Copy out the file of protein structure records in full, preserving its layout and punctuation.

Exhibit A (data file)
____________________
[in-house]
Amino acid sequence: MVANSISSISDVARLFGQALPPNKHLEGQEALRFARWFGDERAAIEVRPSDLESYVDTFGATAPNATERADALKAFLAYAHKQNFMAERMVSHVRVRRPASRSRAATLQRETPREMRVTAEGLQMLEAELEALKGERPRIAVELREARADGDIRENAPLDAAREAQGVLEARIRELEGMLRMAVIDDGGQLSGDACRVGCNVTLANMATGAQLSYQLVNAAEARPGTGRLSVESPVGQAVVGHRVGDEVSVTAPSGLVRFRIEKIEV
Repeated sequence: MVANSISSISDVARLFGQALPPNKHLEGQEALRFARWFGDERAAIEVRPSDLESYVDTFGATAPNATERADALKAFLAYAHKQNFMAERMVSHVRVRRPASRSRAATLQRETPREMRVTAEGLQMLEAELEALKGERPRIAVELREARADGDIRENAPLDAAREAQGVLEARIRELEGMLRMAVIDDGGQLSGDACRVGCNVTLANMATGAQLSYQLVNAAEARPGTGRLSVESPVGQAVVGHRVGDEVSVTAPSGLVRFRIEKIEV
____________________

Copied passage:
[in-house]
Amino acid sequence: MVANSISSISDVARLFGQALPPNKHLEGQEALRFARWFGDERAAIEVRPSDLESYVDTFGATAPNATERADALKAFLAYAHKQNFMAERMVSHVRVRRPASRSRAATLQRETPREMRVTAEGLQMLEAELEALKGERPRIAVELREARADGDIRENAPLDAAREAQGVLEARIRELEGMLRMAVIDDGGQLSGDACRVGCNVTLANMATGAQLSYQLVNAAEARPGTGRLSVESPVGQAVVGHRVGDEVSVTAPSGLVRFRIEKIEV
Repeated sequence: MVANSISSISDVARLFGQALPPNKHLEGQEALRFARWFGDERAAIEVRPSDLESYVDTFGATAPNATERADALKAFLAYAHKQNFMAERMVSHVRVRRPASRSRAATLQRETPREMRVTAEGLQMLEAELEALKGERPRIAVELREARADGDIRENAPLDAAREAQGVLEARIRELEGMLRMAVIDDGGQLSGDACRVGCNVTLANMATGAQLSYQLVNAAEARPGTGRLSVESPVGQAVVGHRVGDEVSVTAPSGLVRFRIEKIEV